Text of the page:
agency agrees to delete with payment.  If the collection agency says no
then I would suggest switching gears and try to get the best settlement
possible because a paid in full collection or a settled collection are pretty
much the same for the credit scoring effect. 

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COLLECTION
ACCOUNTS OVER $2000
–  Try to settle for pennies on the dollar because the
benefit of deletion may not be worth paying the extra money; UNLESS of course
the client has lots of money to spare.

UNPAID
COLLECTIONS AND CHARGE-OFFS, NO MATTER WHAT AMOUNT THAT HAS BEEN OUTSTANDING
FOR LONGER THAN FOUR YEARS, SHOULD NOT BE PAID OR SETTLED EXCEPT IN CERTAIN
CIRCUMSTANCES-
First-off, these accounts are 4 years or older and do not have a big
effect on the credit score since they are old.  Second, when you pay a
collection or a charge-off sometimes your credit score will go down 10 to 20
points because the credit bureaus change the date of recent activity from 4
years ago to the present; which the Credit Scoring Software interprets as
recent collection or charge-off activity, even though all you did was pay
it.  YOU MAY BE THINKING "IF THAT

Can Credit Really be Repaired?

Contrary
to what the credit bureaus would like you to believe, credit repair does work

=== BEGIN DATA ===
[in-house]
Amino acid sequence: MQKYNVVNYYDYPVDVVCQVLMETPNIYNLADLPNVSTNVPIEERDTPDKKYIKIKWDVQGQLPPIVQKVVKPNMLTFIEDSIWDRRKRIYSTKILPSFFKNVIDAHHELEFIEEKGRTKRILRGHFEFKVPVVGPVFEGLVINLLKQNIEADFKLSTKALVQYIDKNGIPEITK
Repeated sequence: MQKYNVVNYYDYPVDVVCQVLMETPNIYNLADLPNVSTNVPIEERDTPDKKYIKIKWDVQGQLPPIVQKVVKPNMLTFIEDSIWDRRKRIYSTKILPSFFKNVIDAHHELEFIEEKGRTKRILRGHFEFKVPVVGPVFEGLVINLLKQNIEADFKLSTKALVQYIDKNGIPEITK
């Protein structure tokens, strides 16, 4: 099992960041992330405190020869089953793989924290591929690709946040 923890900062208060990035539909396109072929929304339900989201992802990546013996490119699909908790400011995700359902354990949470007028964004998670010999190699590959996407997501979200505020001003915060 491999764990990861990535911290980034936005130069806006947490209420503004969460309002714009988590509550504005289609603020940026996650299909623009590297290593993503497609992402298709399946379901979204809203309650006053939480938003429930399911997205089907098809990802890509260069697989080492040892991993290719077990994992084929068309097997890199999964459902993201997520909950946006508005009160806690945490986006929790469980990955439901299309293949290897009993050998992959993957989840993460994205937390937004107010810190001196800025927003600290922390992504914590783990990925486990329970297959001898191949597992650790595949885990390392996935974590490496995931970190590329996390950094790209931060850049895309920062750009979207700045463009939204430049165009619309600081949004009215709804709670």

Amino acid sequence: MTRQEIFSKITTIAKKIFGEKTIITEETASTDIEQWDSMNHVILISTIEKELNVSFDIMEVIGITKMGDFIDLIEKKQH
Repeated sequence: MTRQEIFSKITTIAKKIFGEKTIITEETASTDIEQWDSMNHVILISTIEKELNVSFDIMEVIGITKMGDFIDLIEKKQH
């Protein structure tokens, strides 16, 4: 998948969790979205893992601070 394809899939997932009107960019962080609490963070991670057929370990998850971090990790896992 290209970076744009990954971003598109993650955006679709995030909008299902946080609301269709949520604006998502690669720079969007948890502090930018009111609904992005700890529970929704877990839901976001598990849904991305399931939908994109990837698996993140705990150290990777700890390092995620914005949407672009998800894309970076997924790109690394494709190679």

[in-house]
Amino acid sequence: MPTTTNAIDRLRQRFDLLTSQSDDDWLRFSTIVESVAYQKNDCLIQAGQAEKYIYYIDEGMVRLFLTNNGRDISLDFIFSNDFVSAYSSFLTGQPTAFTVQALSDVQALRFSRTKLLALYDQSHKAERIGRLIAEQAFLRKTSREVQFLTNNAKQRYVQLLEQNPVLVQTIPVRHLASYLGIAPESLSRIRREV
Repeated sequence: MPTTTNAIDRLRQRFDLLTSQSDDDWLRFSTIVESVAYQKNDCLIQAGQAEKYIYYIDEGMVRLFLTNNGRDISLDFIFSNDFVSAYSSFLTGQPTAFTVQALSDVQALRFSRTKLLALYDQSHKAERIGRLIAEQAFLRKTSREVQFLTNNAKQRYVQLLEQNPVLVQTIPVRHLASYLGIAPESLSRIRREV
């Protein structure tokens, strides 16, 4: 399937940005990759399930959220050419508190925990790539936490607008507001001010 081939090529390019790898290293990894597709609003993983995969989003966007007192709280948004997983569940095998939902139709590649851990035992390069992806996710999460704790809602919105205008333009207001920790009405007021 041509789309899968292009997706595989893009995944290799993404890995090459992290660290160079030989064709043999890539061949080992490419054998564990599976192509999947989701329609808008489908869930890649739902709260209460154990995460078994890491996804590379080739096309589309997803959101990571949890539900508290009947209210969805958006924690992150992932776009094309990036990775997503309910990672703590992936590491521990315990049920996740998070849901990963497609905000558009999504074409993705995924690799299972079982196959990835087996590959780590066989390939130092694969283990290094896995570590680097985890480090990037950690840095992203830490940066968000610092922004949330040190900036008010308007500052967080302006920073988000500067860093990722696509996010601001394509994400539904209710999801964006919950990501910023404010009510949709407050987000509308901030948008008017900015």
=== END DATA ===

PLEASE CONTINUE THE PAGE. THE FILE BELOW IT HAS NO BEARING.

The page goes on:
and can work for 100% of people in most circumstances. This is, of course,
provided you are getting the best advice and have an experienced professional
working on your case.

 

Anyone
with a credit score below 720 can benefit long-term from the advice and
information provided through credit repair; however, there are times when your
own limitations make adhering to this advice impossible. The two limiting
factors are: 1) your financial situation and 2) the time frame within
which you need results. It is possible to remove anything from a credit
report, even accurate items, if the creditor does not adhere to the law that
outlines the steps of what needs to be done and by when. But just because
you have a certain type of account removed at one time does not mean other,
similar items are going to be able to be removed, even with the same circumstances. A
hit-or-miss aspect exists in credit repair, because credit repair relies not
only on the strategies of the person attempting to repair the credit, but also
on the effectiveness or ineffectiveness of the creditors and credit bureaus in adhering
to the laws. Sometimes you want the credit bureaus and creditors to follow
the law, sometimes you don

Double Your Credit

I learned early on that credit card companies love people
who max out their credit cards. They love them because of the income stream
they get as a result. However, if you max out your credit, the companies may
also view this as a sign of desperation and assume that you are a risk. It is a
catch-22: If you are barely using your credit, the credit card companies do not
have much reason to increase your limit; on the other hand, using your credit
too much will make them feel you are a risk.

 

Consequently, to make the credit card companies happy, you
have to do two things. First, make them feel you are not a risk. Second, let
them know that by increasing your credit, they can make more money from you
without increasing their risk.

 

How do you do this? Easy